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Mayor Weaver to DNC ‘I am a voice for Flint….and we need your help’

Jul 28, 2016

Flint’s lead tainted drinking water has been a crisis for more than a year.  

Now it’s also national political issue.

Flint Mayor Karen Weaver strode to the podium at the Democratic National Convention last night after delegates watched video tracing the history of the crisis dating back to April of 20-14.

Once at the podium, Weaver stated the situation bleakly.

“The problems in Flint are not over,” Weaver told the packed sports arena. “The water is still not safe to drink or cook with from the tap. Our infrastructure is broken, leaking, and rusting away.”

Weaver blasted Michigan’s Republican state government  for decisions that created the crisis and Congressional Republicans for blocking federal aid to Flint. 

Flint’s mayor then praised Democratic presidential nominee Hillary Clinton:

She came to Flint when the water crisis hit. She joined with our community groups, and our civic leaders, and our churches. Hillary said that, "every single child should have the opportunity to live up to his or her God-given potential."

She said, "I will fight for you. I will stand with you, every step of the way. I will not for one minute forget about you, or forget about your children. I will do everything I can to help you get back up, and to help you get your strength and resilience flowing through Flint again."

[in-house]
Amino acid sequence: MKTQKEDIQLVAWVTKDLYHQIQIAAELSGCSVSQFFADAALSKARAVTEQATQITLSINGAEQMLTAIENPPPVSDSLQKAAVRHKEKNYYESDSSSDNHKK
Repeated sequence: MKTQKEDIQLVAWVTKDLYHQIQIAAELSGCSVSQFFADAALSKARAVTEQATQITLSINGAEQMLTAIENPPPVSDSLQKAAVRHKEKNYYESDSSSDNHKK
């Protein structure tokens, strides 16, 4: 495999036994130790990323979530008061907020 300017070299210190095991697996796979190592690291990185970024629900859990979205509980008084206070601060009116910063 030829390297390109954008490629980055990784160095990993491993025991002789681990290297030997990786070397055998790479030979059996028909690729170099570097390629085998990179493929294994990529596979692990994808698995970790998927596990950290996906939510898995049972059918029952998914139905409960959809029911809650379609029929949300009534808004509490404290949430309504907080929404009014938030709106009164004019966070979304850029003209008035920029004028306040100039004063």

The Michigan Republican Party criticized the Democrats, accusing them of using the Flint Water Crisis for political gain.

Flint is still a city in crisis. Republicans in Michigan are focused on solutions, whereas Democrats are content to use the crisis for political fodder.  First, it was Hillary Clinton using a Flint church as a backdrop for a campaign commercial, then going months without mentioning Flint again 

The Flint Water Crisis did get a brief mention during last week’s Republican National Convention in Cleveland.

Attorney General Bill Schuette told the RNC about the investigation that his office is conducting into the crisis.  

So far, two state and one city employee have been charged criminally.